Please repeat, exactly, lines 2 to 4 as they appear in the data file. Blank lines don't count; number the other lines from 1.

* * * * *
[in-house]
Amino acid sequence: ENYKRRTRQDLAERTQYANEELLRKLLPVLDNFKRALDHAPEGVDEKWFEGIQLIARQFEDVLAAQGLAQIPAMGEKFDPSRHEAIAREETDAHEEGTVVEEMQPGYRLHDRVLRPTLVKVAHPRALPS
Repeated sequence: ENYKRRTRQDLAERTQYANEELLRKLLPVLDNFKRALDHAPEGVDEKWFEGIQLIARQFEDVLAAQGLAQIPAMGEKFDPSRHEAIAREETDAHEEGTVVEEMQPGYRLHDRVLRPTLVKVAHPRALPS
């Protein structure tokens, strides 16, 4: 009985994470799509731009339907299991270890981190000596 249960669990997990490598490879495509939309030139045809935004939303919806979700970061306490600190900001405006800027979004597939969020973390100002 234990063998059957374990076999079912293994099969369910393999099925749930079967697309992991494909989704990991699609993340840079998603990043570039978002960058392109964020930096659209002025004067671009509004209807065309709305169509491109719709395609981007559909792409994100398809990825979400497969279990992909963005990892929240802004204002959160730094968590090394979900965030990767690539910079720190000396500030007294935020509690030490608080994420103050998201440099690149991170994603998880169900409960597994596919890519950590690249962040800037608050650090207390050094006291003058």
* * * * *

Amino acid sequence: ENYKRRTRQDLAERTQYANEELLRKLLPVLDNFKRALDHAPEGVDEKWFEGIQLIARQFEDVLAAQGLAQIPAMGEKFDPSRHEAIAREETDAHEEGTVVEEMQPGYRLHDRVLRPTLVKVAHPRALPS
Repeated sequence: ENYKRRTRQDLAERTQYANEELLRKLLPVLDNFKRALDHAPEGVDEKWFEGIQLIARQFEDVLAAQGLAQIPAMGEKFDPSRHEAIAREETDAHEEGTVVEEMQPGYRLHDRVLRPTLVKVAHPRALPS
């Protein structure tokens, strides 16, 4: 009985994470799509731009339907299991270890981190000596 249960669990997990490598490879495509939309030139045809935004939303919806979700970061306490600190900001405006800027979004597939969020973390100002 234990063998059957374990076999079912293994099969369910393999099925749930079967697309992991494909989704990991699609993340840079998603990043570039978002960058392109964020930096659209002025004067671009509004209807065309709305169509491109719709395609981007559909792409994100398809990825979400497969279990992909963005990892929240802004204002959160730094968590090394979900965030990767690539910079720190000396500030007294935020509690030490608080994420103050998201440099690149991170994603998880169900409960597994596919890519950590690249962040800037608050650090207390050094006291003058």